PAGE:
Prosecutors on Wednesday laid out new details of their murder case against Kaitlin Armstrong, including the allegation that the yoga teacher stood over elite cyclist Anna Moriah Wilson and fired a third and final shot into her heart—and the revelation that it was captured on audio.
“The last thing Mo Wilson did on this earth was scream in terror,” Travis County Assistant District Attorney Rickey Jones told jurors in opening statements.
“You will hear those screams.”
As the prosecutor spoke, Armstrong sat silently at the defense table, with Wilson’s family and Armstrong’s father behind her in the packed gallery of the Texas courtroom.
Prosecutors portrayed Armstrong as a woman consumed with jealousy that her boyfriend, cyclist Colin Strickland, had secretly maintained a friendship with Wilson after a brief fling. They told jurors that Armstrong ambushed Wilson just nine days after she snooped on Strickland’s messages. In later messages, Wilson learned that they were rendezvousing ahead of an Austin gravel race.
Armstrong went to the Austin home where Wilson was staying with a friend, shot her twice in the head and then stood over her and put the last bullet in her heart, Jones said.
After the May 11, 2022, murder, Armstrong allegedly took drastic steps to vanish, selling her car, fleeing to Costa Rica, and spending thousands on plastic surgery. Her disappearance spurred an international manhunt for 43 days until she was captured in June 2022. If convicted, she faces a maximum sentence of up to 99 years in prison.
Her attorney, Geoffrey Puryear, urged jurors on Monday to use common sense during the anticipated two-week trial. In an attempt to poke holes in the prosecution’s evidence, he claimed the jurors will be shown “unscientific” data that does not support the DA’s case.
“I want to talk about what you didn’t hear about. You didn’t hear that not one witness saw Kaitlin Armstrong allegedly commit this murder,” Puryear added in his brief open statements. “Not one. Because there isn’t one.”
Jones, however, walked jurors through a detailed timeline that he said will prove Armstrong murdered Wilson, known in the cycling world as “the winningest woman in the American off-road scene,” in a jealous rage.
The prosecutor explained to the jury that Armstrong and Strickland began dating in 2019 and quickly became business partners. And while the two broke up several times and dated other people, they continued to live together and maintained access to each other’s messages and electronics.
During one of those breaks, Strickland briefly dated Wilson in October 2021 after meeting her at a cycling event. The brief fling infuriated Armstrong and prompted her to call and confront Wilson, Jones said. Her anger led Strickland to change Wilson’s name on his phone to shield his friendship with Armstrong.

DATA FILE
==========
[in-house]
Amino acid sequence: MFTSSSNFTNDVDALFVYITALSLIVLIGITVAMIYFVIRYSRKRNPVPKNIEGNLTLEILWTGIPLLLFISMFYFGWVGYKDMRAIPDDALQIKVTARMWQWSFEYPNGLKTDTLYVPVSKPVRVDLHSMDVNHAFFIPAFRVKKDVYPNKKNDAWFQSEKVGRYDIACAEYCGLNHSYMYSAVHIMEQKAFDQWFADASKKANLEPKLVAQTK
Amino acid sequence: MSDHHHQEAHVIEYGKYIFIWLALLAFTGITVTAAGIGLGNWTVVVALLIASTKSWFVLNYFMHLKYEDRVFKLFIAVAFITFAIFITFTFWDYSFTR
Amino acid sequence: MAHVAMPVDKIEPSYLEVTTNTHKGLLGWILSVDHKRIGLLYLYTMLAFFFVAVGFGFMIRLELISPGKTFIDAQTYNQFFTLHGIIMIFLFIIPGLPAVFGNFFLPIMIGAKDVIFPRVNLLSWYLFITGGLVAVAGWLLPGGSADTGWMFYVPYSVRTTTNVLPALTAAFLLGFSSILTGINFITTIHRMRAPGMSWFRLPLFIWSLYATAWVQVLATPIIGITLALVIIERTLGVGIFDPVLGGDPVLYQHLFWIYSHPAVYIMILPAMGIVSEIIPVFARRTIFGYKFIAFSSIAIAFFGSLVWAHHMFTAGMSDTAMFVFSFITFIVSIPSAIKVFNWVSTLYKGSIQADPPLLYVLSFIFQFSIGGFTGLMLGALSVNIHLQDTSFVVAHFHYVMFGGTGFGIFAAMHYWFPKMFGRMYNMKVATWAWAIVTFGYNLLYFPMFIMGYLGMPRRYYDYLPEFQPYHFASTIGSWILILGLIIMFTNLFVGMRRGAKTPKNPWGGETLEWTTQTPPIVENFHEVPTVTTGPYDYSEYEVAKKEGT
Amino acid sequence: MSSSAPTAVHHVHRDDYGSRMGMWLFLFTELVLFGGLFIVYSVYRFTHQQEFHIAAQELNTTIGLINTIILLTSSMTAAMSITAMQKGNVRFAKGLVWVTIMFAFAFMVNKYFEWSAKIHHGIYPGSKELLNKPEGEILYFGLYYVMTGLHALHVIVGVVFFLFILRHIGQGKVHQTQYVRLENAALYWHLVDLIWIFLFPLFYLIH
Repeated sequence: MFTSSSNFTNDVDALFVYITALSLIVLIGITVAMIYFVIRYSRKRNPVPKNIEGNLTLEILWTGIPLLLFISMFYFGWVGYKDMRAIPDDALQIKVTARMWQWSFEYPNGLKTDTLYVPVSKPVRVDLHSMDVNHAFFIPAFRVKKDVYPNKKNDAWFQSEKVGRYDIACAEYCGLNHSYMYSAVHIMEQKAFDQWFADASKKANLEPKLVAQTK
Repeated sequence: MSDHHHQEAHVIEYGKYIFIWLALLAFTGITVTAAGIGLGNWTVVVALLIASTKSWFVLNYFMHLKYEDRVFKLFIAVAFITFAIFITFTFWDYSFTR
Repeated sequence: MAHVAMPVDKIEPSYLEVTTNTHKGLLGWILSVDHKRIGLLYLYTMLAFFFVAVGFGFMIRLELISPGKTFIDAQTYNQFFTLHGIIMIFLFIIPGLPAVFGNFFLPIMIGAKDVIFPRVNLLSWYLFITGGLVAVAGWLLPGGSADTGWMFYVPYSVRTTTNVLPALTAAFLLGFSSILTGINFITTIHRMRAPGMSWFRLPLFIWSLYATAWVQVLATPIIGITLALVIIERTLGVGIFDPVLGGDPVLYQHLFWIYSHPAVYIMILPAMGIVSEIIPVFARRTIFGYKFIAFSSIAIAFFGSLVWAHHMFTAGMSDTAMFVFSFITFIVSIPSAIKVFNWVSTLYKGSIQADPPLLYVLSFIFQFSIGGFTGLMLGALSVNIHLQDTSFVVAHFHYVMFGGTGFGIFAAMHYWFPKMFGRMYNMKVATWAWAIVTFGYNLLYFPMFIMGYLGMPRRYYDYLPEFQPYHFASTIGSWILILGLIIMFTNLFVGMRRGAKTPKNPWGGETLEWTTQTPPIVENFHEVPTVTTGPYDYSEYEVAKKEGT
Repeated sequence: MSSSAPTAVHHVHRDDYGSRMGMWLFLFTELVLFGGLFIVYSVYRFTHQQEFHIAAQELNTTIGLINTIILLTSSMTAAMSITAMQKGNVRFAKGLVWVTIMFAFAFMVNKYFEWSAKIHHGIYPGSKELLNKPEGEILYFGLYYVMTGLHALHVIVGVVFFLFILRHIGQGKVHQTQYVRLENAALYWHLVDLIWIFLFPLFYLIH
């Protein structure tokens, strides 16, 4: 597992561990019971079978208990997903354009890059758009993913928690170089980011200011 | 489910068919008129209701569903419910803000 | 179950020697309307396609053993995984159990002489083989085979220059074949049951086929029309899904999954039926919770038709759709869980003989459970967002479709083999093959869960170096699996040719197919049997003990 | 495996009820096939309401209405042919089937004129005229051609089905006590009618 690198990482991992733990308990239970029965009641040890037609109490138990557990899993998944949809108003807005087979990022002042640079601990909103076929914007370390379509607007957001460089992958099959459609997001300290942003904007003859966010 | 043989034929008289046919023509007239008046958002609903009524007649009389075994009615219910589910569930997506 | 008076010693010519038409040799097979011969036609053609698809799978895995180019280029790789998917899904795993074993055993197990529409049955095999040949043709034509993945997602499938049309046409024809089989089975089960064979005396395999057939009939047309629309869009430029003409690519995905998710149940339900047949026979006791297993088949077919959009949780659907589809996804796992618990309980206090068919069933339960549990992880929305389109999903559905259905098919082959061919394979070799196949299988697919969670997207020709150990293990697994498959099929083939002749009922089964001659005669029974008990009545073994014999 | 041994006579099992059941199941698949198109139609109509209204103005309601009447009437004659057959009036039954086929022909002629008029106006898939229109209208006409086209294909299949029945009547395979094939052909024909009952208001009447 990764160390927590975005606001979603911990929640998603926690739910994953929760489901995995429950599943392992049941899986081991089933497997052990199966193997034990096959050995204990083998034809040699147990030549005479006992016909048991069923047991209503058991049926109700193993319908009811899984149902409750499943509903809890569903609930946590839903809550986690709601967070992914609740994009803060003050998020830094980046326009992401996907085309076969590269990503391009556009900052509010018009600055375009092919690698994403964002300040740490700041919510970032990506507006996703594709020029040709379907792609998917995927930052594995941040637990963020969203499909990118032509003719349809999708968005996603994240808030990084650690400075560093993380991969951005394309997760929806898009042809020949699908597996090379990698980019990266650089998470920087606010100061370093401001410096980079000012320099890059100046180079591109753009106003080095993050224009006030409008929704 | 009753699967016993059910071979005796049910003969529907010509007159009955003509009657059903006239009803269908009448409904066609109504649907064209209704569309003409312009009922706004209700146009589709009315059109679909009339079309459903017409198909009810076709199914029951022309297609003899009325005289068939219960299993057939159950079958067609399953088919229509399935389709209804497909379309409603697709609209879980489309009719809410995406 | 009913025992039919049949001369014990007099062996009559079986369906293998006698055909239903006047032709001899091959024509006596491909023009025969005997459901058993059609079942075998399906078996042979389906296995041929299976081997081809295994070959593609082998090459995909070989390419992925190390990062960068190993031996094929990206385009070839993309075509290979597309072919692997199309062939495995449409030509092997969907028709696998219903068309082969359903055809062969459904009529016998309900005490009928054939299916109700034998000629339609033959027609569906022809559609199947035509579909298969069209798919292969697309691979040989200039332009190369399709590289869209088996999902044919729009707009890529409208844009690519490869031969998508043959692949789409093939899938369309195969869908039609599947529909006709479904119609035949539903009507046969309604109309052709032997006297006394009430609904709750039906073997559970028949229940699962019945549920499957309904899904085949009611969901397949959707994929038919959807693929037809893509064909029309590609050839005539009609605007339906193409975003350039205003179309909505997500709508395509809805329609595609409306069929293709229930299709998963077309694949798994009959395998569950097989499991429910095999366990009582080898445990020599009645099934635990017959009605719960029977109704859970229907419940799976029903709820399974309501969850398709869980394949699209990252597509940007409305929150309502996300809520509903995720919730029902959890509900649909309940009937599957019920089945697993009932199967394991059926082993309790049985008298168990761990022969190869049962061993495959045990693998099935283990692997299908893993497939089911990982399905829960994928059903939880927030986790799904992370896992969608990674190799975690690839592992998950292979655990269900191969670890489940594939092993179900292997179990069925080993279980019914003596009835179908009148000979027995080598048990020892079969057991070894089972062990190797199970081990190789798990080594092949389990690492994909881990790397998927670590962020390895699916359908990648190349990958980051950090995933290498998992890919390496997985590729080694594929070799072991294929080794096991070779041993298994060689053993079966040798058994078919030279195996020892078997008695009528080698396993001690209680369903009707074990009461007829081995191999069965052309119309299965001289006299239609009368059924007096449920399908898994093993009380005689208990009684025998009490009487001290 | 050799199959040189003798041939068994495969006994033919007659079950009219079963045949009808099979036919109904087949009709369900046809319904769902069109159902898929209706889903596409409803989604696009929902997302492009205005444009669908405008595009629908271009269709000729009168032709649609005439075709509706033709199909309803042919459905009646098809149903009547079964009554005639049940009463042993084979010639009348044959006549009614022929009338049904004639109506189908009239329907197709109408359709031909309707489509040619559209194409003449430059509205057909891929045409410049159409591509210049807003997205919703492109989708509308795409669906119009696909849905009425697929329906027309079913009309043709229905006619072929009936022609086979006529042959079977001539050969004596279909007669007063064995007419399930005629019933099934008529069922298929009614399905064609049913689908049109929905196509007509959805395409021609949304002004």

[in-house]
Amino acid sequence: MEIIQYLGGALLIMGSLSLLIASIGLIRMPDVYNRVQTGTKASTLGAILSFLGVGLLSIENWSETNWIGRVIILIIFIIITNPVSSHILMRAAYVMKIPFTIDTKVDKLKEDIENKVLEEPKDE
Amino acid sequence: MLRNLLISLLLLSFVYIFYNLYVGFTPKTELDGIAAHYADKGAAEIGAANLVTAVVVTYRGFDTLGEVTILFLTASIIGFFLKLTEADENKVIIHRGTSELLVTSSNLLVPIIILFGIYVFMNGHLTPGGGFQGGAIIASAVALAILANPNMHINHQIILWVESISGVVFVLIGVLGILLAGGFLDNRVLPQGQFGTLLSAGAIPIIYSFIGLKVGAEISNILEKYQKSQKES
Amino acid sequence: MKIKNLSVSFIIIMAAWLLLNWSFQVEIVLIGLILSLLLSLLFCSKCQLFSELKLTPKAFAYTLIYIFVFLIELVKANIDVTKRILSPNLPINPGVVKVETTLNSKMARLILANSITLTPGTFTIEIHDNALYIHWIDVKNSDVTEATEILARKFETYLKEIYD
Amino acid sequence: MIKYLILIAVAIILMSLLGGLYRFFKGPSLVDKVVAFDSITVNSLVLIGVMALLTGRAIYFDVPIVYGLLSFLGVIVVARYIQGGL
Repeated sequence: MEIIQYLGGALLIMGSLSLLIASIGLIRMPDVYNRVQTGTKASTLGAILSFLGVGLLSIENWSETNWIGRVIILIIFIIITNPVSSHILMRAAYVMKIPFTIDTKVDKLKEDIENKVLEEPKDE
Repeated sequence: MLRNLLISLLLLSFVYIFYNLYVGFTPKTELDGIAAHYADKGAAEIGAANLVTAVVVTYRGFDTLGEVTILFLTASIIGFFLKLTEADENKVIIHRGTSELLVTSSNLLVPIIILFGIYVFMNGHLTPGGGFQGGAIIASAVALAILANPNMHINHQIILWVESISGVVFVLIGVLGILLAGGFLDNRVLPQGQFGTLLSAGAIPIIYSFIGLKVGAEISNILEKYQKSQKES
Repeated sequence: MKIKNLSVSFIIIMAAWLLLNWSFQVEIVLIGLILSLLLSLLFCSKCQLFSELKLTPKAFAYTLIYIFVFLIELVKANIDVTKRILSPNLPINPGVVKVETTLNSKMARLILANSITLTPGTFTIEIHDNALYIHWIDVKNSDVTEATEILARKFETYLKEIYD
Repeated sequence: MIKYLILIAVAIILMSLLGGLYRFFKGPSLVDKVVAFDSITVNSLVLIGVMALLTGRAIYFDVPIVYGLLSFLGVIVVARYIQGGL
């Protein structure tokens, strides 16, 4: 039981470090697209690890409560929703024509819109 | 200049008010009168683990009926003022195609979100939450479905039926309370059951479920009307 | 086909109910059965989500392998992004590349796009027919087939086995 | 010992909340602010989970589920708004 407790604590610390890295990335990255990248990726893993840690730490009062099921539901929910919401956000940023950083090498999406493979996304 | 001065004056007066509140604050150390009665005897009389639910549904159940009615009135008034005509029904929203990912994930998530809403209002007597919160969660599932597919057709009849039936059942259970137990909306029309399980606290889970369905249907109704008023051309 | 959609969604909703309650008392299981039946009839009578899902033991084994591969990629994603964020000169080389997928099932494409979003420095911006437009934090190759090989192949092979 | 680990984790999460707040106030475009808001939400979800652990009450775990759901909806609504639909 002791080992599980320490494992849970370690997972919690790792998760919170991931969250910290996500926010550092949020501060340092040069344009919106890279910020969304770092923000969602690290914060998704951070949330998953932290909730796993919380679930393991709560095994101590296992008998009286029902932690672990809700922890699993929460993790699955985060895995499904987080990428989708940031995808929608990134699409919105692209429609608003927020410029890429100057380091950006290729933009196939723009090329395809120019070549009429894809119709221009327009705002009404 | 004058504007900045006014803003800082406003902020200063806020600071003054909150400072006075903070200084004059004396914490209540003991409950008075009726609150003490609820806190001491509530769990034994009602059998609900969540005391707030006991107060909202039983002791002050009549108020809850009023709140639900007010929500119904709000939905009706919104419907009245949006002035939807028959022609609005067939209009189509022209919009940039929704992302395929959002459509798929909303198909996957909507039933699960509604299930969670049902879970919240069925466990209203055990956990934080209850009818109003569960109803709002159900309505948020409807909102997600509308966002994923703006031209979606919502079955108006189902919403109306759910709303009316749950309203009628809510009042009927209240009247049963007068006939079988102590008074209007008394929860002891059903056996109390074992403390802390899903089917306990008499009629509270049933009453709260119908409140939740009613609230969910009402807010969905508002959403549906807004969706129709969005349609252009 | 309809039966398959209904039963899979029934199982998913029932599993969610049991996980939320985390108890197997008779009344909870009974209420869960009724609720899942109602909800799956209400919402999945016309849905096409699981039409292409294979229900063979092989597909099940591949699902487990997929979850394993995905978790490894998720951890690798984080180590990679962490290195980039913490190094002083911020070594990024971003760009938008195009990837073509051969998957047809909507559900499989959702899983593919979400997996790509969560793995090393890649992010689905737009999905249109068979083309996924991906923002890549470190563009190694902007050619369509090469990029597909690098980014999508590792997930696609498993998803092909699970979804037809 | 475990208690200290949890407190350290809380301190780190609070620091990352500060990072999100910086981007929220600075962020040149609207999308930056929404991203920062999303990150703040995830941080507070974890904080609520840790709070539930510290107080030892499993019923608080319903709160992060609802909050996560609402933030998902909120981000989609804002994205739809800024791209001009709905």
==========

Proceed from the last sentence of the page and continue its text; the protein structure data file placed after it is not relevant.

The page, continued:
Prosecutors said that while Strickland was on a trip to California on May 2, 2022, Armstrong viewed his messages and looked up pictures of Wilson on her phone. That was just days before Wilson arrived in Austin to stay with her friend, Caitlin Cash, ahead of the scheduled gravel race.
On the night of the murder, Strickland invited Wilson to go swimming at Deep Eddy’s pool, but told Armstrong he was just running errands.
Strickland dropped off Wilson at Cash’s home around 8:30 p.m. A minute later, surveillance footage shows Armstrong’s 2012 Jeep Cherokee in an alley next to the downtown Austin apartment, Jones said. The murder occurred around 9:13 p.m., according to a Ring doorbell cam and the apartment’s alarm system.
Jones told jurors that Armstrong’s DNA evidence was also found on Wilson’s bike, which was discarded in the bushes about 20 yards from the apartment.
The next day, investigators went to Strickland’s home to question him about Wilson’s final moments. He admitted to spending the evening with Wilson and confirmed the car seen in the Ring footage was his girlfriend’s Jeep. Investigators also found a 9mm handgun at the home, which Strickland said he bought Armstrong prior to the murder.
During her police interview, Armstrong could not explain why her car was near the murder scene and denied any knowledge of her boyfriend’s friendship with Wilson.
“I didn’t have any idea that he saw or went out with this girl… as of recently,” Armstrong said, according to her arrest affidavit.
Police considered her a person of interest but she was released because an open misdemeanor warrant for allegedly skipping out on a Botox bill was not valid. Moments after she left the police, prosecutors allege, Armstrong took action to execute her escape. She sold her Jeep for $12,200 and flew to New York. Using a credit card and her sister’s name and passport, Armstrong then boarded a flight to Costa Rica.
There, she used several different names and underwent a $6,425 cosmetic procedure, Jones said. For over a month, Armstrong stayed under the radar in Costa Rica by staying in hostels and teaching at various yoga establishments. While on the run, Armstrong also kept tabs on the investigation, Jones said.
Investigators learned of Armstrong’s location after she took a bus from San Jose to Jaco Beach, where she left a paper trail with one of her aliases. She was arrested at Don John’s Lodge in Saint Teresa on June 30, 2022. Police discovered two passports and a plastic surgery receipt in her hostel lock box.
Armstrong is also facing separate charges after attempting to escape custody just before her trial. The Travis County Sheriff’s Office said Armstrong was a fugitive for about 10 minutes on Oct. 11 when she ran from two deputies who escorted her to a medical appointment. She was taken to Dell Seton Medical Center for treatment after the incident.
The post Prosecutors Have Audio of Cyclist’s Cold-Blooded Love Murder appeared first on The Daily Beast.